Objective 1: Develop new preharvest approaches to enhance fruit quality and reduce postharvest diseases. • Sub-objective 1A: Evaluate the effects of anti-transpiration agents on water loss and fruit quality of blueberries. • Sub-objective 1B: Evaluate the effects of preharvest applications of plant disease-resistance elicitors on fruit quality and control of postharvest diseases of blueberries. Objective 2: Develop new postharvest technologies to maintain fruit quality and control postharvest diseases. • Sub-objective 2A: Evaluate generally-recognized-as-safe products or food additives applied as a postharvest treatment via different application technologies for control of postharvest fruit rot diseases of blueberries. • Sub-objective 2B: Develop coatings with/without antifungal products for reducing water loss and postharvest fruit rot diseases of blueberries. • Sub-objective 2C: Evaluate generally-recognized-as-safe products or food additives applied as a postharvest treatment via different application technologies for control of postharvest fruit rot diseases of table grapes.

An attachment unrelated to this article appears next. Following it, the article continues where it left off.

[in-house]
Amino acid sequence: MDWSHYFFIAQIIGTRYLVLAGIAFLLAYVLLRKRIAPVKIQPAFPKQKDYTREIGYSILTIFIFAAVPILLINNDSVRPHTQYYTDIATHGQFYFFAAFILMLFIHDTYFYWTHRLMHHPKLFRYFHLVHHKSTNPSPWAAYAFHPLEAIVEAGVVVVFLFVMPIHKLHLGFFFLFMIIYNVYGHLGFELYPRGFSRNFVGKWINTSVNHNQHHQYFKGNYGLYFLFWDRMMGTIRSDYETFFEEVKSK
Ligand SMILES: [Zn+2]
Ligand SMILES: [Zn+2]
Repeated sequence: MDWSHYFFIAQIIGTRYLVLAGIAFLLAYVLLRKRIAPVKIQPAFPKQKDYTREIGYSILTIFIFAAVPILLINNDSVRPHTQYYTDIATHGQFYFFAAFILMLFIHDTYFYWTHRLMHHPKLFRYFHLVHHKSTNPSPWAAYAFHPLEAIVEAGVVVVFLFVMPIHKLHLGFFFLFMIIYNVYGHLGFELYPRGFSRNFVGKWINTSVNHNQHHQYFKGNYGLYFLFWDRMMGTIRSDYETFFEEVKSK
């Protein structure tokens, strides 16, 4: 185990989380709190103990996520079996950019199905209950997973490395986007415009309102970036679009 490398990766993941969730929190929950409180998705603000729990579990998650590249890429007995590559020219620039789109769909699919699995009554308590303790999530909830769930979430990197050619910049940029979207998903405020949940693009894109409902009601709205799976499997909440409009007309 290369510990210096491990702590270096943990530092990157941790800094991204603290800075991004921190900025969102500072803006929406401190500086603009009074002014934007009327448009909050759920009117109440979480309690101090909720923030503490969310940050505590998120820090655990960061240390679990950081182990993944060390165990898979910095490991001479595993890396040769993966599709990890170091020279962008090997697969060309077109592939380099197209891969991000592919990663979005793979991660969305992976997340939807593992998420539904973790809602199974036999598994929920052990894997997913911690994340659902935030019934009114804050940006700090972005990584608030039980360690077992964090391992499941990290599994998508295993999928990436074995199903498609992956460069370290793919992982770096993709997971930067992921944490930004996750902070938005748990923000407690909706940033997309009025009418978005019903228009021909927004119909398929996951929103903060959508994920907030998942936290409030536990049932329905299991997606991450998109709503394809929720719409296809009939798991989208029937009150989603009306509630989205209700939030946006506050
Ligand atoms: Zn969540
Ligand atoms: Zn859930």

The goal of this project is to develop new pre- and postharvest approaches to maintain postharvest quality and control postharvest fruit rots and thus extend storage and shelf life of fresh fruits. Field and laboratory experiments will be conducted to evaluate preharvest use of disease resistance inducers and anti-transpiration agents to increase blueberry fruit tolerance to postharvest diseases and enhance fruit quality. Fruit quality parameters, postharvest disease development, plant chemicals such as flavonoids and phenolic contents, and the activities of known defensive enzymes in the fruit will be analyzed to determine their relationships. Laboratory and cold storage experiments will be conducted to develop new postharvest approaches using generally-recognized-as-safe substances such as peroxyacetic acid and cold plasma-activated hydrogen peroxide and antimicrobial food additives such as natamycin applied via new postharvest application technologies to control postharvest fruit rots and retain fruit quality of blueberries and table grapes. Laboratory and cold storage experiments will also be conducted to develop coatings with/without antifungal products for reducing water loss and postharvest fruit rot diseases of blueberries.